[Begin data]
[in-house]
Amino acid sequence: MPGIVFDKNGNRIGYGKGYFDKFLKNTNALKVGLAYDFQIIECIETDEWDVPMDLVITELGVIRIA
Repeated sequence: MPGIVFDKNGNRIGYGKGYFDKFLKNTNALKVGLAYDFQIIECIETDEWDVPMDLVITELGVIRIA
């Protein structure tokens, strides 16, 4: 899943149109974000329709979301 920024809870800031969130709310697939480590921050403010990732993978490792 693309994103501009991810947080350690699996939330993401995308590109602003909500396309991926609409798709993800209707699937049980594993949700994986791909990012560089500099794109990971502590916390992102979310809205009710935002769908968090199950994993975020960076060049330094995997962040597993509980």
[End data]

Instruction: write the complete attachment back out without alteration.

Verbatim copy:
[in-house]
Amino acid sequence: MPGIVFDKNGNRIGYGKGYFDKFLKNTNALKVGLAYDFQIIECIETDEWDVPMDLVITELGVIRIA
Repeated sequence: MPGIVFDKNGNRIGYGKGYFDKFLKNTNALKVGLAYDFQIIECIETDEWDVPMDLVITELGVIRIA
């Protein structure tokens, strides 16, 4: 899943149109974000329709979301 920024809870800031969130709310697939480590921050403010990732993978490792 693309994103501009991810947080350690699996939330993401995308590109602003909500396309991926609409798709993800209707699937049980594993949700994986791909990012560089500099794109990971502590916390992102979310809205009710935002769908968090199950994993975020960076060049330094995997962040597993509980």